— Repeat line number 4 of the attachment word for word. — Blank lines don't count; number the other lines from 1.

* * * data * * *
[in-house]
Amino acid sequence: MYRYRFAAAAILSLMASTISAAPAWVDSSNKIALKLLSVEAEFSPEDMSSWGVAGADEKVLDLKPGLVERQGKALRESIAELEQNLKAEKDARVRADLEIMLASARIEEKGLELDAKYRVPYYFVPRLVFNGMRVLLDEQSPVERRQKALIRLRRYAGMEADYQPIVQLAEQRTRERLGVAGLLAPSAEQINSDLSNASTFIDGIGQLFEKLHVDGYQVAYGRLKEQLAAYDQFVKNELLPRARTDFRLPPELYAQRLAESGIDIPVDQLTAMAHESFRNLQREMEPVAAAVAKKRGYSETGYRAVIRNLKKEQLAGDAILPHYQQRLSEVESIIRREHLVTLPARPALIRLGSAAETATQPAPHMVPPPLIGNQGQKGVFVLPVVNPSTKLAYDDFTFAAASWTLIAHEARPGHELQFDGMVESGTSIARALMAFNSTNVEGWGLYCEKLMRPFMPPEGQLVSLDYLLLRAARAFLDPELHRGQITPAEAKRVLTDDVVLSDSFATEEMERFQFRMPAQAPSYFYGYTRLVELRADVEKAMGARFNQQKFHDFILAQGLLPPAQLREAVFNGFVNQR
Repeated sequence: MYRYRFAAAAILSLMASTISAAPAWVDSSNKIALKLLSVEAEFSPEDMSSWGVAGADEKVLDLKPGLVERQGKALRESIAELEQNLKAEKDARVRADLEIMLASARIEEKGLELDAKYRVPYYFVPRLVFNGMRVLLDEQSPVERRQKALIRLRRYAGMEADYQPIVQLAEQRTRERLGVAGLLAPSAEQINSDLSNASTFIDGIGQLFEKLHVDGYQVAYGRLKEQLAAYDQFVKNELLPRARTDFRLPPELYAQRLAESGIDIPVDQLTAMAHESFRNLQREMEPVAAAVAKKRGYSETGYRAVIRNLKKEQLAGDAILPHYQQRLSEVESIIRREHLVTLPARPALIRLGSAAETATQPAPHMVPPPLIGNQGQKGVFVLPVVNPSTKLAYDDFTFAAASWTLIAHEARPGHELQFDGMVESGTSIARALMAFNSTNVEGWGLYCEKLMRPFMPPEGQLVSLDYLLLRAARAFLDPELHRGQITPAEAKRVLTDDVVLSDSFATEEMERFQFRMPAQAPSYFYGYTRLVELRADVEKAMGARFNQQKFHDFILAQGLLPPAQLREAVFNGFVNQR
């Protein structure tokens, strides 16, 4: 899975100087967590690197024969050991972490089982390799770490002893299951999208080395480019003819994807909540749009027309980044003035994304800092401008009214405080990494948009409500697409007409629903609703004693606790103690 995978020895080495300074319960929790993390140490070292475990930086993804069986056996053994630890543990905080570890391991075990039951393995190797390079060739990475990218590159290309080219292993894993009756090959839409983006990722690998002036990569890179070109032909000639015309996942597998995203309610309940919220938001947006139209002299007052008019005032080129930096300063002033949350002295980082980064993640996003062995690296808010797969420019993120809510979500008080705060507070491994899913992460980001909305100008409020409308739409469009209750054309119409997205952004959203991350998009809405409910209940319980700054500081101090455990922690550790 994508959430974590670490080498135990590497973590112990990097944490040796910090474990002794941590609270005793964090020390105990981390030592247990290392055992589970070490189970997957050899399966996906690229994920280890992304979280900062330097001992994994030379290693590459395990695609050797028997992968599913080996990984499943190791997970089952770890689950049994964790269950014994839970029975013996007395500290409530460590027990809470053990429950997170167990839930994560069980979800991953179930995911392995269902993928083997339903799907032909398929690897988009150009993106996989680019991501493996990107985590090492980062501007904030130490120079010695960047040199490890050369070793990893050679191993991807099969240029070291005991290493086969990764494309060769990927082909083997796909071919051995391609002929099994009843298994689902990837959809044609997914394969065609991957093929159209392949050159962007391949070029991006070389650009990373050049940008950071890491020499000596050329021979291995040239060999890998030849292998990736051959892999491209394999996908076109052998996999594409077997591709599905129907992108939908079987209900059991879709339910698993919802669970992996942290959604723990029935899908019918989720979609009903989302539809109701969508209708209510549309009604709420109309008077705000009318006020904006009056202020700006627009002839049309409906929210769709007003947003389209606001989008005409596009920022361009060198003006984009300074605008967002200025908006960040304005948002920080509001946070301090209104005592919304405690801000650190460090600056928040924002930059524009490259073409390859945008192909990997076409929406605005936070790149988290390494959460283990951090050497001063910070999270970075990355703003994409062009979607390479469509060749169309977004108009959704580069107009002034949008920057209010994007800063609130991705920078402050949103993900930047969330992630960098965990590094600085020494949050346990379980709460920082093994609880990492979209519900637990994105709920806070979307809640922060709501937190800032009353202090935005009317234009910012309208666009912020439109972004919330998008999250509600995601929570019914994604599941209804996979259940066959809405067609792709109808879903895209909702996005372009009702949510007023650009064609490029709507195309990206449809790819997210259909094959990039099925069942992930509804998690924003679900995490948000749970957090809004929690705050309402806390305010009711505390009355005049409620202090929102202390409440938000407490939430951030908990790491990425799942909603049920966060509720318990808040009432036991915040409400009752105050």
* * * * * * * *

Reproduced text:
């Protein structure tokens, strides 16, 4: 899975100087967590690197024969050991972490089982390799770490002893299951999208080395480019003819994807909540749009027309980044003035994304800092401008009214405080990494948009409500697409007409629903609703004693606790103690 995978020895080495300074319960929790993390140490070292475990930086993804069986056996053994630890543990905080570890391991075990039951393995190797390079060739990475990218590159290309080219292993894993009756090959839409983006990722690998002036990569890179070109032909000639015309996942597998995203309610309940919220938001947006139209002299007052008019005032080129930096300063002033949350002295980082980064993640996003062995690296808010797969420019993120809510979500008080705060507070491994899913992460980001909305100008409020409308739409469009209750054309119409997205952004959203991350998009809405409910209940319980700054500081101090455990922690550790 994508959430974590670490080498135990590497973590112990990097944490040796910090474990002794941590609270005793964090020390105990981390030592247990290392055992589970070490189970997957050899399966996906690229994920280890992304979280900062330097001992994994030379290693590459395990695609050797028997992968599913080996990984499943190791997970089952770890689950049994964790269950014994839970029975013996007395500290409530460590027990809470053990429950997170167990839930994560069980979800991953179930995911392995269902993928083997339903799907032909398929690897988009150009993106996989680019991501493996990107985590090492980062501007904030130490120079010695960047040199490890050369070793990893050679191993991807099969240029070291005991290493086969990764494309060769990927082909083997796909071919051995391609002929099994009843298994689902990837959809044609997914394969065609991957093929159209392949050159962007391949070029991006070389650009990373050049940008950071890491020499000596050329021979291995040239060999890998030849292998990736051959892999491209394999996908076109052998996999594409077997591709599905129907992108939908079987209900059991879709339910698993919802669970992996942290959604723990029935899908019918989720979609009903989302539809109701969508209708209510549309009604709420109309008077705000009318006020904006009056202020700006627009002839049309409906929210769709007003947003389209606001989008005409596009920022361009060198003006984009300074605008967002200025908006960040304005948002920080509001946070301090209104005592919304405690801000650190460090600056928040924002930059524009490259073409390859945008192909990997076409929406605005936070790149988290390494959460283990951090050497001063910070999270970075990355703003994409062009979607390479469509060749169309977004108009959704580069107009002034949008920057209010994007800063609130991705920078402050949103993900930047969330992630960098965990590094600085020494949050346990379980709460920082093994609880990492979209519900637990994105709920806070979307809640922060709501937190800032009353202090935005009317234009910012309208666009912020439109972004919330998008999250509600995601929570019914994604599941209804996979259940066959809405067609792709109808879903895209909702996005372009009702949510007023650009064609490029709507195309990206449809790819997210259909094959990039099925069942992930509804998690924003679900995490948000749970957090809004929690705050309402806390305010009711505390009355005049409620202090929102202390409440938000407490939430951030908990790491990425799942909603049920966060509720318990808040009432036991915040409400009752105050």